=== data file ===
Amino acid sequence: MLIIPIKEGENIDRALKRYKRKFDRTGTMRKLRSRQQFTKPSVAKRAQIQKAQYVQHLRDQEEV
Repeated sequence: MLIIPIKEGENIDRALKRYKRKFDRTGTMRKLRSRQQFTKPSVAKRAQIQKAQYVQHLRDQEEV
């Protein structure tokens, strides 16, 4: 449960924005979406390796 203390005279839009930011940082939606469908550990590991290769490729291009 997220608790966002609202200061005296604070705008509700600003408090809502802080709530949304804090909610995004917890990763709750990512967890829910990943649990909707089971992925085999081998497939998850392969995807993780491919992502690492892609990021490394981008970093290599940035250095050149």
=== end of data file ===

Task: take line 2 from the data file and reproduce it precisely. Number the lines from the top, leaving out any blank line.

Repeated sequence: MLIIPIKEGENIDRALKRYKRKFDRTGTMRKLRSRQQFTKPSVAKRAQIQKAQYVQHLRDQEEV